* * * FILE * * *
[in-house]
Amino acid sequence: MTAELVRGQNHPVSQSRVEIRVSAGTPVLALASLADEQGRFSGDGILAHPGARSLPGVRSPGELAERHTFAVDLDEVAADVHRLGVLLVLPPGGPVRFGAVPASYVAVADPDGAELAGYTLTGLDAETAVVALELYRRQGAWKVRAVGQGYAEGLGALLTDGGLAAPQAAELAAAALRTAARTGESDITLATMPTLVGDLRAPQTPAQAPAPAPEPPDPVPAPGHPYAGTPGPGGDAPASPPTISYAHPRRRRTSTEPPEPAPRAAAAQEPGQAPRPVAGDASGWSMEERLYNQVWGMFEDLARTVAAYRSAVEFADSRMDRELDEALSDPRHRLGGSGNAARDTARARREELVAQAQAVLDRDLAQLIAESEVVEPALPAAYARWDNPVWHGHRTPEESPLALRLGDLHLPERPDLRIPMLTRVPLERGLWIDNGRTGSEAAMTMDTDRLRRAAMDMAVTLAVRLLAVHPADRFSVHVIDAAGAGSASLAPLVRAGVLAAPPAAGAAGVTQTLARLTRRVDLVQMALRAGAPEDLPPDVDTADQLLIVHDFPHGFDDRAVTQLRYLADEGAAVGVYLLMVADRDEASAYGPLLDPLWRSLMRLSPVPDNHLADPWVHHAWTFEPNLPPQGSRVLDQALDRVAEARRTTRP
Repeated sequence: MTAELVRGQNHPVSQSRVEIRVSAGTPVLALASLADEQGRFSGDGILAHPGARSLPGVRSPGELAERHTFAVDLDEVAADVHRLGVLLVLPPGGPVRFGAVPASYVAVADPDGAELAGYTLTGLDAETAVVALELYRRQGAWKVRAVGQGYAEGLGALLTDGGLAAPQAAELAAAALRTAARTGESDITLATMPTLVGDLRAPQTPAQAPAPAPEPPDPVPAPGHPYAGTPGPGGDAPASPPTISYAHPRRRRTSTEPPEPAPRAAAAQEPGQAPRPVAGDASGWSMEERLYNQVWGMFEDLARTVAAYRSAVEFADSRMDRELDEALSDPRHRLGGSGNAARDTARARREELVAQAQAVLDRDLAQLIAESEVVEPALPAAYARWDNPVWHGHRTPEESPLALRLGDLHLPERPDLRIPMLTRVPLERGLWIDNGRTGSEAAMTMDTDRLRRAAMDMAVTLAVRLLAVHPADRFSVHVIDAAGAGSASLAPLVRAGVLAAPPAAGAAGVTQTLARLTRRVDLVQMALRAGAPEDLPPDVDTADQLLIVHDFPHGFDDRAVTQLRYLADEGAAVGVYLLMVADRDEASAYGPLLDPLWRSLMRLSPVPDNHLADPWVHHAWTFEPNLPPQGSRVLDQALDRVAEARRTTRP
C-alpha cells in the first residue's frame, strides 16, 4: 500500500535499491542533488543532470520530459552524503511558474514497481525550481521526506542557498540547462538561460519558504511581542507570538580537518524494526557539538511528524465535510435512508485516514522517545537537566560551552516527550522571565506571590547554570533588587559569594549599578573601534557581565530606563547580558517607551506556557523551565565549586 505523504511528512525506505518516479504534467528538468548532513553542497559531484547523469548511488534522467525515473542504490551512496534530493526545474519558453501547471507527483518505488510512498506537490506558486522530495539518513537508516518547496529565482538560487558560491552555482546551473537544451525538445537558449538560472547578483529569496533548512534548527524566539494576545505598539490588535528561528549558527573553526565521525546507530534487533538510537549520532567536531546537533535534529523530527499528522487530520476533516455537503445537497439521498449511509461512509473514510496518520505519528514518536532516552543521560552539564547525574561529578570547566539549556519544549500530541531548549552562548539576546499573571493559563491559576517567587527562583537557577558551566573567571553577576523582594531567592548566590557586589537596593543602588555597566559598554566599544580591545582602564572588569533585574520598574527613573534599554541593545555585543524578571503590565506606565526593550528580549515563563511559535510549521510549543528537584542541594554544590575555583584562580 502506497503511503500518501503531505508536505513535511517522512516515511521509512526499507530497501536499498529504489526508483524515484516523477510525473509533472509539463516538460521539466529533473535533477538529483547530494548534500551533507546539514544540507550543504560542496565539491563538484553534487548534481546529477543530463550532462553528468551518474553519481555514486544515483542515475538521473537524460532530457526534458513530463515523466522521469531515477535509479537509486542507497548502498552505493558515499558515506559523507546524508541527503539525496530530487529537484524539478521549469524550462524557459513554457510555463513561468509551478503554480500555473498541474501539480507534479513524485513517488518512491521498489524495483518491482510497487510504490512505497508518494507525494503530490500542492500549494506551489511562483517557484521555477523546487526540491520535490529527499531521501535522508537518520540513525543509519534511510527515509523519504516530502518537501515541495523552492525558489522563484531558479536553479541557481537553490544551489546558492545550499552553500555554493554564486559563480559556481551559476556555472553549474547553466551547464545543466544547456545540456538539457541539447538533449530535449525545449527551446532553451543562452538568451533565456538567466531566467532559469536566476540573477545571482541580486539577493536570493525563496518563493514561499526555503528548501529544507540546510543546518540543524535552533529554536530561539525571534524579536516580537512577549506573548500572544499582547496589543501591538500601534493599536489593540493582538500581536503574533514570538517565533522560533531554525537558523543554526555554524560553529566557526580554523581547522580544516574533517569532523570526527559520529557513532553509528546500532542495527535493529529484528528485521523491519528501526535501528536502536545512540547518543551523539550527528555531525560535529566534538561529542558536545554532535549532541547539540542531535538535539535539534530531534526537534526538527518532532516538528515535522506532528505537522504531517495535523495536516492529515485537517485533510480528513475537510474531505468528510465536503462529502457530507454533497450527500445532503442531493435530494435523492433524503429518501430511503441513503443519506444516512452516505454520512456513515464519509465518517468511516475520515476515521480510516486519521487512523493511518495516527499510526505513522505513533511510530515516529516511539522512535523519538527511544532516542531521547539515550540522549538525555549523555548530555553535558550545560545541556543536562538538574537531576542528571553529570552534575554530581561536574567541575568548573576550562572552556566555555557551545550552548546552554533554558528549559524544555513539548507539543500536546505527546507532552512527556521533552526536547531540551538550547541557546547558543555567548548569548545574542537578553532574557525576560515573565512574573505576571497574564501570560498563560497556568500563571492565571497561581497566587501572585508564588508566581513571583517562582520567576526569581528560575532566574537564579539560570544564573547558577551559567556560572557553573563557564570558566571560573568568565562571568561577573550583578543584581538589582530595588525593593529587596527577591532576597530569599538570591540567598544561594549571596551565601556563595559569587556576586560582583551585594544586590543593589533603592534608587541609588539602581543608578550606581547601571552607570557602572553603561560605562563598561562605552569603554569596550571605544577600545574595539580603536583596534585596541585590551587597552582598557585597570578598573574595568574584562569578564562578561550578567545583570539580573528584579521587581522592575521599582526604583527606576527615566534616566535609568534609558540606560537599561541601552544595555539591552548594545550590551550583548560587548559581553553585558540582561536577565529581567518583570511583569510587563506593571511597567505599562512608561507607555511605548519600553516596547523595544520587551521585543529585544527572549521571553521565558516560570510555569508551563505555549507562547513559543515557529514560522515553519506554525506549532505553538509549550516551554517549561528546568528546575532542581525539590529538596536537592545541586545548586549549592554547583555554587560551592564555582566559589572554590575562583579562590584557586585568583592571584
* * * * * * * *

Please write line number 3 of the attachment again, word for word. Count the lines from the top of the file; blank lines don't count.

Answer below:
Repeated sequence: MTAELVRGQNHPVSQSRVEIRVSAGTPVLALASLADEQGRFSGDGILAHPGARSLPGVRSPGELAERHTFAVDLDEVAADVHRLGVLLVLPPGGPVRFGAVPASYVAVADPDGAELAGYTLTGLDAETAVVALELYRRQGAWKVRAVGQGYAEGLGALLTDGGLAAPQAAELAAAALRTAARTGESDITLATMPTLVGDLRAPQTPAQAPAPAPEPPDPVPAPGHPYAGTPGPGGDAPASPPTISYAHPRRRRTSTEPPEPAPRAAAAQEPGQAPRPVAGDASGWSMEERLYNQVWGMFEDLARTVAAYRSAVEFADSRMDRELDEALSDPRHRLGGSGNAARDTARARREELVAQAQAVLDRDLAQLIAESEVVEPALPAAYARWDNPVWHGHRTPEESPLALRLGDLHLPERPDLRIPMLTRVPLERGLWIDNGRTGSEAAMTMDTDRLRRAAMDMAVTLAVRLLAVHPADRFSVHVIDAAGAGSASLAPLVRAGVLAAPPAAGAAGVTQTLARLTRRVDLVQMALRAGAPEDLPPDVDTADQLLIVHDFPHGFDDRAVTQLRYLADEGAAVGVYLLMVADRDEASAYGPLLDPLWRSLMRLSPVPDNHLADPWVHHAWTFEPNLPPQGSRVLDQALDRVAEARRTTRP